Oak Park celebrates Chinese New Year

Students welcome in the Year of the Rat

Students celebrate the Chinese New Year on the Great Lawn. Activities included traditional food, arts and crafts and a group dance performed by Chinese language students.

Holidays like Thanksgiving and Christmas shut down the United States; restaurants close and people around the country gather to celebrate. On the other side of the world, however, China carries on like any other day. On Jan. 25, though, all 1.39 billion citizens dedicate the day to welcoming in the newest Chinese calendar. Throughout the week, a variety of activities ensue, all with the goal of “reinventing themselves” for the new year. Activities range from cleaning the house or setting off fireworks to cast off bad luck.

At Oak Park High School, Chinese teacher Sherry Hung has worked to instill an understanding of the holiday into all of her students. On the 25th, students had the opportunity to join Hung and her Chinese 1, 2, 3, and AP Chinese students on the Great Lawn to enjoy food, crafts and dancing.

“We [had] a couple different tables with different cultural Chinese activities and performances from a bunch of different groups,” senior Chinese IV student Spencer Driggs said.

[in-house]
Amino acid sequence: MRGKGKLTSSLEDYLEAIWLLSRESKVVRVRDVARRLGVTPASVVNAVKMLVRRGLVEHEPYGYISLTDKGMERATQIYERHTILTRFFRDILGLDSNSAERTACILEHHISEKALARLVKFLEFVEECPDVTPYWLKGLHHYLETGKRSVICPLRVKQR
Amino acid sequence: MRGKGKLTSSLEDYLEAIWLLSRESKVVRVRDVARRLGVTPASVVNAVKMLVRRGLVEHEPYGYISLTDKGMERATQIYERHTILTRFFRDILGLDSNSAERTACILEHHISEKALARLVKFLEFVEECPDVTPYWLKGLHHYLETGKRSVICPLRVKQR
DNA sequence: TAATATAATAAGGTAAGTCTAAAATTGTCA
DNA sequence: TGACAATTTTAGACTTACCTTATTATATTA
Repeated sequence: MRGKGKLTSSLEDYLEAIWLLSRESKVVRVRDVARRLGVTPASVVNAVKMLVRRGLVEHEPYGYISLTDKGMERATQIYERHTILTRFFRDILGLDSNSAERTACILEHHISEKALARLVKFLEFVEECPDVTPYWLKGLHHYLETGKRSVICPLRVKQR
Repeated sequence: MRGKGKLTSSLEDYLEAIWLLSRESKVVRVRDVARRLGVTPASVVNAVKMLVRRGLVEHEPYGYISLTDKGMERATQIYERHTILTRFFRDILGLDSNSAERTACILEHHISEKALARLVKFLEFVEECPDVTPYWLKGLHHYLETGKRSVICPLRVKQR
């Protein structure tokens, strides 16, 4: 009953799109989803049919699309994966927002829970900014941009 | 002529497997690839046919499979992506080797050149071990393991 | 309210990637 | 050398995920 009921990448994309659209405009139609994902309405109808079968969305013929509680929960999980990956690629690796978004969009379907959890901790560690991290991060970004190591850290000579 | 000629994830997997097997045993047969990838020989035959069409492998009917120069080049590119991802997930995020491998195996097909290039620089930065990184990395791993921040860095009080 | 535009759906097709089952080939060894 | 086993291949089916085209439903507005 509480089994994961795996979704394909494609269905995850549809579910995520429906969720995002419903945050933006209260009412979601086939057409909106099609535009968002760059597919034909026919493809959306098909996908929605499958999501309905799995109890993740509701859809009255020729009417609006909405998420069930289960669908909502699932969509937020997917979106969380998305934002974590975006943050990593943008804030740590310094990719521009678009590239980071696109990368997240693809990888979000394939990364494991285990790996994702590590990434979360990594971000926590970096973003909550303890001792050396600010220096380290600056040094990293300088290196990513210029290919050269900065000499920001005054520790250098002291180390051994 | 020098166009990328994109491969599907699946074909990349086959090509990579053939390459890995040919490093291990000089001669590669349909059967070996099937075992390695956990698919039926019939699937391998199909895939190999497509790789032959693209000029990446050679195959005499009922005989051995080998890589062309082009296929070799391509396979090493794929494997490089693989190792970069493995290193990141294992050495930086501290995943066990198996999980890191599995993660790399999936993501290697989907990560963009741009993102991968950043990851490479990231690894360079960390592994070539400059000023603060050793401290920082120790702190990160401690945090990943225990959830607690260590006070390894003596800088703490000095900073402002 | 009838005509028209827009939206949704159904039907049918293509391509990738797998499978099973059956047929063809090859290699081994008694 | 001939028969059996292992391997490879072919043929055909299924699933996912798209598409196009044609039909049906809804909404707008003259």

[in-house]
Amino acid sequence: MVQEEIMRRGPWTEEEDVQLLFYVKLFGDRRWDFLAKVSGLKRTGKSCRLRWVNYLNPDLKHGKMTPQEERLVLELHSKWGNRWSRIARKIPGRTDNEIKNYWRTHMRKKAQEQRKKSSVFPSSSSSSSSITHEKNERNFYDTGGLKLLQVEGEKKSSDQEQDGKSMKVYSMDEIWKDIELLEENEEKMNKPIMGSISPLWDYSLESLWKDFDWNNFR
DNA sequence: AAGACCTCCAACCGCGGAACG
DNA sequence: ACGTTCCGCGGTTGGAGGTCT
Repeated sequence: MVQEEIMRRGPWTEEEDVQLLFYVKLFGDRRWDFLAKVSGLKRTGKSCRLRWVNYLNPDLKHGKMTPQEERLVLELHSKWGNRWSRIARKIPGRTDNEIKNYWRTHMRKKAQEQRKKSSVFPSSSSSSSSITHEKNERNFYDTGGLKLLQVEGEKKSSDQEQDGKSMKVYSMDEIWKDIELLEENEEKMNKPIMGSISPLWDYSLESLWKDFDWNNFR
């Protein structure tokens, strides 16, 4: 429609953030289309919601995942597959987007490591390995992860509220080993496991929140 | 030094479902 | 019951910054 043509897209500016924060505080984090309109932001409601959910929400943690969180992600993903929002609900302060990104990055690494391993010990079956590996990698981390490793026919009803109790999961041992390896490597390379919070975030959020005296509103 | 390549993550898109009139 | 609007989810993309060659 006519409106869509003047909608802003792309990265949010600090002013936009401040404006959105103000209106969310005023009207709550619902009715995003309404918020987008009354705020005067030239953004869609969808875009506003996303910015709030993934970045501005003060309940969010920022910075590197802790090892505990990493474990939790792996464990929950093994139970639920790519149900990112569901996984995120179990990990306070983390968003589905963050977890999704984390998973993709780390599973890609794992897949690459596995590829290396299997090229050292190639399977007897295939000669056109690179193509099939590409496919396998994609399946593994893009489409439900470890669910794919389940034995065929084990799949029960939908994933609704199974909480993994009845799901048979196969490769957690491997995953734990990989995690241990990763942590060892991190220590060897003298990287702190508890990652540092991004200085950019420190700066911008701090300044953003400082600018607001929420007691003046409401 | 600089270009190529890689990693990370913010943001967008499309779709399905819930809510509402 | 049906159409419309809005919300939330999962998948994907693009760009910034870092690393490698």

Tables included Chinese meals, lantern making, and drawing traditional Chinese characters. Elsewhere, there were items displayed such as dragon costumes alongside a variety of different Chinese instruments.

“We want[ed] to appreciate all the cultures that belong to the students that attend Oak Park High School and acknowledge them in our community,” junior Chinese 3 student Nathan Prince said.

Finally, the celebration concluded with a group dance by the Chinese students to welcome the Year of the Rat.

“It’s a time to really get to know a different culture and just have some fun with friends,” said Driggs.